UBC Philosophy BA ’02


Program Manager, Global Performance & Talent Development Team


I sort of fell into my current role and career but, looking back, it seems obvious where my professional life would take me.  I have been a Program Manager for the better part of 15 years in several industries, including aerospace engineering, medical devices, and computing technology.  I love the innovation, the technical challenges, as well as the team building aspect of what I do.  In addition to my philosophy degree, I am also a certified Life Coach, which gives me an additional set of skills to apply in leadership development and team building activities.  As a program manager, I am sometimes responsible for large budgets and globally diverse teams who have many ways of working through technical challenges and occasionally very different definitions of success based on diverse cultural backgrounds.  It is this aspect that keeps me excited about my work and motivated to always try to do better job at building strong teams who trust each other, excel at innovation, and have fun in the process no matter where we are located across the globe.  At Microsoft, I work with a group of incredibly talented people who hold themselves to the highest bar, not only on the solutions that we deliver, but on how we deliver them.

I’ve always had a penchant for philosophy, believing – against the practical advice of my engineering friends J – that it was vastly important to train my mind to think critically and clearly in order to bring my best out into the world.  A degree in philosophy did that for me.  No, it may not seem like the most marketable degree to the untrained eye, but you have no idea how many doors it has opened – especially in today’s world where critical thinking has become something of a dying art.  When you know how to speak to the critical importance of this kind of thinking and the role it plays in today’s work environment, you appeal to what many business leaders and HR teams already know: there is an existing shortage of this skill, and this makes you a highly desirable candidate.  Yes, you need to have other skills that lend themselves to the practical application of life, but do not think that philosophy isn’t included as a superior skill in your toolbox.  Combine a well-trained mind with an industry, a company, or a cause that you are passionate about and the world is yours.  I am grateful for my philosophy degree and always happy to answer questions posed by potential employers and colleagues with a quizzical brow, “A philosophy degree?  How interesting…tell me more.”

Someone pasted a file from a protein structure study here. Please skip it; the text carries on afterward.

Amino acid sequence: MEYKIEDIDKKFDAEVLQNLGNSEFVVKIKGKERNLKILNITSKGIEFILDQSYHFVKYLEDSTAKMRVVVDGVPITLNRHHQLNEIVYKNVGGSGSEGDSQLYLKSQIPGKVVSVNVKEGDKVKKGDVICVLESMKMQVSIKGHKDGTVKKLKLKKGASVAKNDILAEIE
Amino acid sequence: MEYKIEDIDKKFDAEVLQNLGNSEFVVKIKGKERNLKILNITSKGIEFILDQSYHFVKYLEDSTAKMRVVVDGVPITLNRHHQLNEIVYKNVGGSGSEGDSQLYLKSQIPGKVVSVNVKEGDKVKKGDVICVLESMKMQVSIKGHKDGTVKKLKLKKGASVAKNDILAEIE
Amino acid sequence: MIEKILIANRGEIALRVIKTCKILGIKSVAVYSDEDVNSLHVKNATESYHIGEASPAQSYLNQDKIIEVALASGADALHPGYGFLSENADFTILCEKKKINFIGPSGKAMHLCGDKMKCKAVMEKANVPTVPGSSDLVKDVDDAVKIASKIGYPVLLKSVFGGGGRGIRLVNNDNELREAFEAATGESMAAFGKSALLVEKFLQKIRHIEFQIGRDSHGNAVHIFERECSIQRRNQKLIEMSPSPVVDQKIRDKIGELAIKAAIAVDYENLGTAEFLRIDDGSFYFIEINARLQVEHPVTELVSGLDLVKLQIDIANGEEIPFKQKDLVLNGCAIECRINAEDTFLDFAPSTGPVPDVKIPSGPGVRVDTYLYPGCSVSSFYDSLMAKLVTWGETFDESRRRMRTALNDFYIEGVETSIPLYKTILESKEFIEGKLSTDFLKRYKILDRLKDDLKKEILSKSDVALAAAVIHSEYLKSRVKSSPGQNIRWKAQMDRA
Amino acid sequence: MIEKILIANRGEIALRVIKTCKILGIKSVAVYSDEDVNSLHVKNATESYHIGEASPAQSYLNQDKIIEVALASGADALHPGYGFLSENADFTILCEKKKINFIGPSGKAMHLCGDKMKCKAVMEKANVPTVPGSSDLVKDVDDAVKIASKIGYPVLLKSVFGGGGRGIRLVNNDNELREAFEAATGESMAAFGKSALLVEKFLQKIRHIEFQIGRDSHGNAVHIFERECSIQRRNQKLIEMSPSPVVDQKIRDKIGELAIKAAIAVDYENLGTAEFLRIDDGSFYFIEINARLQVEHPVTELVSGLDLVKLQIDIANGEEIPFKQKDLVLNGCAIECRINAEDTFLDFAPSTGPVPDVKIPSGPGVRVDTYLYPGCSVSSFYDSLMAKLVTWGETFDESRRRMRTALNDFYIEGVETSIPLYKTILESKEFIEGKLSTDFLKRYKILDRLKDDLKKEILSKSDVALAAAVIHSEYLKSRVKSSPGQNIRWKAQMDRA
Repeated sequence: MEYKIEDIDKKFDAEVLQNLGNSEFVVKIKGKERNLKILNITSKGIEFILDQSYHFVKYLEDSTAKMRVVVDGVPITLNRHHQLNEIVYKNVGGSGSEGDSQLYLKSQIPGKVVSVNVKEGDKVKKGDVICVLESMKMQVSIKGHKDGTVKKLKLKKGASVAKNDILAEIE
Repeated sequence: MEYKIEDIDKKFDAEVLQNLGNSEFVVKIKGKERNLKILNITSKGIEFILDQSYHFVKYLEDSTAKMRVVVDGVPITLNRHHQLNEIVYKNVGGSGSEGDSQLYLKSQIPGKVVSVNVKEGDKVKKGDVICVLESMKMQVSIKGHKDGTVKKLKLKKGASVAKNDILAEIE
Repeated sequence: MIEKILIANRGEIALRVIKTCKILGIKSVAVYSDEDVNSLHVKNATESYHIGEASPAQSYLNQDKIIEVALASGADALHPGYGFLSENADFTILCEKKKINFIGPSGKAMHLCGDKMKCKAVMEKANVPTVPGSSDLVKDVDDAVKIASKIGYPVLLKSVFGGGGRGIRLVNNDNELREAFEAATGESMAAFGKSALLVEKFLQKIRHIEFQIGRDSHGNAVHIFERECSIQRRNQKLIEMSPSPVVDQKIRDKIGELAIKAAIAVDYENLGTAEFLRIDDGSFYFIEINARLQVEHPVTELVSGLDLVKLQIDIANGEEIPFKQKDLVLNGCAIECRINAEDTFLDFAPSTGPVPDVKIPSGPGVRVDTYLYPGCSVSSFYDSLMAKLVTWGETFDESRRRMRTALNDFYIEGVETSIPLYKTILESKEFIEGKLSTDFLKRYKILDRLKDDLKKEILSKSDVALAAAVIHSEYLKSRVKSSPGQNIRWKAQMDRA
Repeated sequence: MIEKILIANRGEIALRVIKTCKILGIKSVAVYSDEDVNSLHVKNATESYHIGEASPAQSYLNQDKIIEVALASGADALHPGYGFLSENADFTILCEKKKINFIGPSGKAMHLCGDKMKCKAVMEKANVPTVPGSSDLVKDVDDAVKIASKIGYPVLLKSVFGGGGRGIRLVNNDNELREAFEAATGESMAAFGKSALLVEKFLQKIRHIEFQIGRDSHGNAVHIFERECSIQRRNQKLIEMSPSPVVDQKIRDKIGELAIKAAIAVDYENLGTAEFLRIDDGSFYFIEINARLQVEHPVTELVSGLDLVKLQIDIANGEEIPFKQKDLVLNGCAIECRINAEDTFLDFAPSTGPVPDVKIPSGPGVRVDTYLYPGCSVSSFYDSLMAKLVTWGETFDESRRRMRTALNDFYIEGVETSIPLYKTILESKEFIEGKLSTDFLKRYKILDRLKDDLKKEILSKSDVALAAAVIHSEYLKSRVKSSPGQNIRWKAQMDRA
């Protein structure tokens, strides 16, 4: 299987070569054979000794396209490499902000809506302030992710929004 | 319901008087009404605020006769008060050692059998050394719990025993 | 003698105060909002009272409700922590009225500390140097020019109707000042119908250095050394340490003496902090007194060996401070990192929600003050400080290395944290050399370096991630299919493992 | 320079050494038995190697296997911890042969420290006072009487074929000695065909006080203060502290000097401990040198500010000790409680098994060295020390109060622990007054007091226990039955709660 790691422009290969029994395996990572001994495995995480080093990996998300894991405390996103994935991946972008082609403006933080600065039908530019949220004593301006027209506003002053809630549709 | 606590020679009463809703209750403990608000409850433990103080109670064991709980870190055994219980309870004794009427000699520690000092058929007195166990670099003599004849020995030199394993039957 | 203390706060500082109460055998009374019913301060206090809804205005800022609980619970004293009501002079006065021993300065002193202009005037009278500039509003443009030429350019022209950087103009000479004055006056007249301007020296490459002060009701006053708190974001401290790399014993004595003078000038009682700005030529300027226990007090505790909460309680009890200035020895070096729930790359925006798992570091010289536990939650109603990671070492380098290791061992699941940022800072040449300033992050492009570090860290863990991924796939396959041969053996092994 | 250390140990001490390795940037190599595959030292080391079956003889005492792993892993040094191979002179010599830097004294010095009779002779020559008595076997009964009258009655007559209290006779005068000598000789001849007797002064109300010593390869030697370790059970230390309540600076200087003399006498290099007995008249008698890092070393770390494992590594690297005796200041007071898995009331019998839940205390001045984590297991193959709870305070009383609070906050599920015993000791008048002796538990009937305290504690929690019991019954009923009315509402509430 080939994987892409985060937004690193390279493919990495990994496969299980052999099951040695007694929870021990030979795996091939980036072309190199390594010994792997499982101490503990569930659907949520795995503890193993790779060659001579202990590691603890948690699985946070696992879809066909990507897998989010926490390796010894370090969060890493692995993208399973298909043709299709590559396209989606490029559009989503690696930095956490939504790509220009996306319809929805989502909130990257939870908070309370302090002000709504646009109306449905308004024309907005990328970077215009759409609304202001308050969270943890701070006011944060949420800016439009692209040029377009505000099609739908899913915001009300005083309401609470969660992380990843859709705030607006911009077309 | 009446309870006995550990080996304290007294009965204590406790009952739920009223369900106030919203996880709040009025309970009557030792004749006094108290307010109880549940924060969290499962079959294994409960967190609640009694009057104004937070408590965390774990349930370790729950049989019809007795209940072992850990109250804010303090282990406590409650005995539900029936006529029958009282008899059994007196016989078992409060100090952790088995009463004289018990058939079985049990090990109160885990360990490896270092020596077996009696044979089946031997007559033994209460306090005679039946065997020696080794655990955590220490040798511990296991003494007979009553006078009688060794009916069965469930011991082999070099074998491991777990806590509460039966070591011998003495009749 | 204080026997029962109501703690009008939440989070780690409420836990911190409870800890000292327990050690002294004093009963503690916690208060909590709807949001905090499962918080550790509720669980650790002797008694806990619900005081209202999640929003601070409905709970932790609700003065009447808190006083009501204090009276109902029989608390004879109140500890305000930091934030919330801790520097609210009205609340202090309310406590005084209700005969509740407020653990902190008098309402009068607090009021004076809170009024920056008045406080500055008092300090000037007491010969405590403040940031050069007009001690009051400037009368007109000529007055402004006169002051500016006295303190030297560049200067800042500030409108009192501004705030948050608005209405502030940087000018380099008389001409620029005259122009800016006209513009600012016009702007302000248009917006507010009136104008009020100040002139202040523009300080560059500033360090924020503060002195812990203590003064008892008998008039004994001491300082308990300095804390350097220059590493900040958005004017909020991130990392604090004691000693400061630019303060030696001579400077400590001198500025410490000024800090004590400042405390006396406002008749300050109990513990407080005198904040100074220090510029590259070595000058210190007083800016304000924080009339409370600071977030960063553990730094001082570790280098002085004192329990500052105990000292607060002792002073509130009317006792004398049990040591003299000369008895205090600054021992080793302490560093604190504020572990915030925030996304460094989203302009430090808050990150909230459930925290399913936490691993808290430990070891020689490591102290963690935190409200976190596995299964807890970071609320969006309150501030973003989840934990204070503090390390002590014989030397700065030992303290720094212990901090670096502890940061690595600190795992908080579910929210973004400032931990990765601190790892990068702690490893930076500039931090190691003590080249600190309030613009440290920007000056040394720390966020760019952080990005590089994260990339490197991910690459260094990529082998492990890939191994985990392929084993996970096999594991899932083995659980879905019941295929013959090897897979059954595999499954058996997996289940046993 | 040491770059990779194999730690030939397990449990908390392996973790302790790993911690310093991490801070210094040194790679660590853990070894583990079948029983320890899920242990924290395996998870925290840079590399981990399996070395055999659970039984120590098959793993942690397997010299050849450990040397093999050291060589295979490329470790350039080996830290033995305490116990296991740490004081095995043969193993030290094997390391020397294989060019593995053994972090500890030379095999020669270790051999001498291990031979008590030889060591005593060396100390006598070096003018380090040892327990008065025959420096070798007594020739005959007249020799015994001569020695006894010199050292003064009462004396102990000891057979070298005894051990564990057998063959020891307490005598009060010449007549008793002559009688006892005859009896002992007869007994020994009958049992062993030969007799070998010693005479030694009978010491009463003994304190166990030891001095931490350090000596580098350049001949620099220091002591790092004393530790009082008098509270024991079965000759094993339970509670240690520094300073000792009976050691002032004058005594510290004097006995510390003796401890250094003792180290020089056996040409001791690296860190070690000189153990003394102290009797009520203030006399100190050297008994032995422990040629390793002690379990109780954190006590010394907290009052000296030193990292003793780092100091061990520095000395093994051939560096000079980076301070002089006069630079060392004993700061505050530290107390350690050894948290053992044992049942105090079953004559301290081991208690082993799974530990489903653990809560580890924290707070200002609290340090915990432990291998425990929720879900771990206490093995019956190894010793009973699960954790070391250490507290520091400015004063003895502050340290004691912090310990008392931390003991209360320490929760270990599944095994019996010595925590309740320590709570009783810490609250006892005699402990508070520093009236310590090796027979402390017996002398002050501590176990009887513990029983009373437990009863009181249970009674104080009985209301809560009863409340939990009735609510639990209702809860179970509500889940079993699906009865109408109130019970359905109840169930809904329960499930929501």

I didn’t start out pursuing a philosophy degree…I took the long (and expensive) way around, because I didn’t trust my gut.  I started out in political science thinking I would pursue Law, then biochemistry thinking maybe Medicine was my calling – all great degrees leading to potentially fulfilling careers, but my heart wasn’t in it.  After starting out with what I thought were very practical choices, I ended up making the best decision I could have and where I should have started all along…pursuing a philosophy degree.  Trust your gut.  Don’t only consider where it may or may not lead and how you are going to make money after you complete your degree.  Although important to consider, trusting that you will find a way to make it work and that the perfect career is waiting for you if you only follow your heart and your instincts is what I bet on and it worked.  There is nothing that a well-trained mind, a little perseverance and a lot of heart can’t achieve in the world today.

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